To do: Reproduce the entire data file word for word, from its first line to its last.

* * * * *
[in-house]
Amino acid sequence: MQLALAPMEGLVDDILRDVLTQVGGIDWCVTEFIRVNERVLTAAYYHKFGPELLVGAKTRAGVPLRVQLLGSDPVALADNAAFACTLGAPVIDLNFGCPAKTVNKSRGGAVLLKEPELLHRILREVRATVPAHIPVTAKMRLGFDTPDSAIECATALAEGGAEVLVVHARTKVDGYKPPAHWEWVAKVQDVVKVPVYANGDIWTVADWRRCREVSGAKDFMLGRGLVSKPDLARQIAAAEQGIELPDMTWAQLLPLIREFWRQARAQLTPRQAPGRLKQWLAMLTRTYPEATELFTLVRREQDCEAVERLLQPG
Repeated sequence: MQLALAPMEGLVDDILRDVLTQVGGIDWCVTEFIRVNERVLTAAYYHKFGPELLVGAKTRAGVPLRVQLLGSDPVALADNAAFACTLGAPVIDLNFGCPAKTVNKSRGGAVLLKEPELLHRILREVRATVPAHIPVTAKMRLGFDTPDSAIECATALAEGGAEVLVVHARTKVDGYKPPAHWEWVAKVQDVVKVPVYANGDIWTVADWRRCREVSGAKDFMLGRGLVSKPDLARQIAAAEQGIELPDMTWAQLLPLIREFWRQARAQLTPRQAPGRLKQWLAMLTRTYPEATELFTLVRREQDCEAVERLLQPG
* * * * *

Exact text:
[in-house]
Amino acid sequence: MQLALAPMEGLVDDILRDVLTQVGGIDWCVTEFIRVNERVLTAAYYHKFGPELLVGAKTRAGVPLRVQLLGSDPVALADNAAFACTLGAPVIDLNFGCPAKTVNKSRGGAVLLKEPELLHRILREVRATVPAHIPVTAKMRLGFDTPDSAIECATALAEGGAEVLVVHARTKVDGYKPPAHWEWVAKVQDVVKVPVYANGDIWTVADWRRCREVSGAKDFMLGRGLVSKPDLARQIAAAEQGIELPDMTWAQLLPLIREFWRQARAQLTPRQAPGRLKQWLAMLTRTYPEATELFTLVRREQDCEAVERLLQPG
Repeated sequence: MQLALAPMEGLVDDILRDVLTQVGGIDWCVTEFIRVNERVLTAAYYHKFGPELLVGAKTRAGVPLRVQLLGSDPVALADNAAFACTLGAPVIDLNFGCPAKTVNKSRGGAVLLKEPELLHRILREVRATVPAHIPVTAKMRLGFDTPDSAIECATALAEGGAEVLVVHARTKVDGYKPPAHWEWVAKVQDVVKVPVYANGDIWTVADWRRCREVSGAKDFMLGRGLVSKPDLARQIAAAEQGIELPDMTWAQLLPLIREFWRQARAQLTPRQAPGRLKQWLAMLTRTYPEATELFTLVRREQDCEAVERLLQPG